“I almost did some stuff with him [Eggers] previously, but they were more traditional parts,” says the Londoner who retains the chiselled features and permanent bed hair that made him a favourite with Twilight’s legion of fans. “When I met him for the second or third time in New York I said, rather flippantly, ‘I only want to do completely crazy stuff’. A few days later he called and told me, ‘I’m working on this thing with my brother and if this isn’t crazy enough for you then I don’t know what is’.”
Eggers wasn’t joking: Pattinson and Dafoe were about to get as much crazy as they could handle.
Things started badly by all accounts. Eggers insisted his two leads take part in five days of rehearsals in Nova Scotia before shooting. Dafoe’s loquacious character had a lot of lines to deliver and the fact the movie was being shot on black-and-white film using vintage lenses and an aspect ratio of 1.19: 1 – a virtually square frame – presented technical hurdles that necessitated careful pre-shoot preparations. “The Lighthouse employs a formal cinematic language that I wanted to be consistent, so the actors needed to know their blocking ahead of time,” explains the director.
Dafoe, the theatre veteran, embraced the process. Pattinson, by his own admission, did not. He has described the enforced script read-throughs as “very, very frustrating” because his character is withdrawn and spends much of the film being lambasted by Dafoe’s officious lighthouse keeper. The younger man was left to brood in angry silence as Wake labels him a “lying dog” and a “dullard”.
“Willem has such a verbose part and I’m quiet and much more reactive at the beginning of the movie,” says Pattinson. “It’s weirdly shitty to do those early scenes where I’m being bullied. Even if you succeed you look like a loser. In any case, I find the more read throughs you do the more it deadens your reactions.”
It’s weirdly shitty to do those early scenes where I’m being bullied.
He runs a hand through his luxuriously matted hair. “I get more self-conscious the more I repeat something. That’s why I don’t really do theatre. If I had to do a play for two months, I’d have a nervous breakdown. I can’t stand repetition and I’d want to do the play totally differently every night.”
The rehearsals became so fraught that Pattinson feared he’d be sacked before the Lighthouse shoot even began. Eggers sees things differently. “I think the friction helped Rob create his intense and transformative performance,” he says. “It was incredible to see him twist himself into agonising places and then burst with fury.”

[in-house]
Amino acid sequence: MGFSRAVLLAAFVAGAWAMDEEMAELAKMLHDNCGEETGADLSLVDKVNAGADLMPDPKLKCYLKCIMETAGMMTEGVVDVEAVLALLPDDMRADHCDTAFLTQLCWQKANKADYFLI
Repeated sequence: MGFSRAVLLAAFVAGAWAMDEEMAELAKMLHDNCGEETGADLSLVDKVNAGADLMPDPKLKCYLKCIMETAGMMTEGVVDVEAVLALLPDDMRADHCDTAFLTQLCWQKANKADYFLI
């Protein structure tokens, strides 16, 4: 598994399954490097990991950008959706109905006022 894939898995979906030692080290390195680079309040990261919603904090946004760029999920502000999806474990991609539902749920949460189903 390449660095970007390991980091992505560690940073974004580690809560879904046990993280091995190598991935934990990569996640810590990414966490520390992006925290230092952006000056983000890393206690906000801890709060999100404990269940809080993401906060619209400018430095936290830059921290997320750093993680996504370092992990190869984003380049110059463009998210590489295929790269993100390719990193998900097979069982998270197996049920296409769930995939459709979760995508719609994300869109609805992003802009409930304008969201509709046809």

Ultimately, Pattinson came into his own when the cameras began to roll. The 32-day shoot took place in and around the Southern tip of Nova Scotia, with filming split between an indoor set and a full-scale lighthouse station built on Cape Forchu, an outcrop of volcanic rock.
Buffeted by wind and rain and smothered in mud, sweat and worse, the Englishman threw himself into the role. He dragged giant kerosene cans up the stairs of the ersatz lighthouse, shovelled coal into a furnace and found out what happens when you fling the contents of a bed pan into a brisk head wind. “I stank the whole time,” he says.
Embracing the drinking habits of his character, Pattinson imbibed so much alcohol before filming some of the most challenging scenes that he almost passed out. “You hardly ever get to see a performance when all logic is thrown out the window,” he says. “Even when you see a movie about someone going crazy you can see the progression. With this role he [Winslow] doesn’t know why he’s going crazy or what’s happening to him. One of my favourite moments is when Winslow sees the mermaid for the first time and runs back in to tell Wake because he thinks he’s going crazy. Willem turns around and says, ‘you smell of shit’.”
Ah yes, the mermaid. She’s in the movie’s trailer, so it seems fair to mention her. The Lighthouse is a film unafraid to answer the vexed question: what do a mermaid’s private parts look like? The answer – a shark’s sexual organs – is not exactly comforting, but neither is the rest of the movie.
“A lot of people who go to the cinema are a bit frightened to see something that looks really crazy,” suggests Pattinson. “But when they do see it, they’re like ‘this is great! This isn’t the kind of movie that you see and forget straight away. A lot of people who have watched it didn’t realise that this kind of thing is happening in cinema. And it’s not in a way – it’s unique. Which is why it’s great to be involved in it.”
The Lighthouse opens on February 6.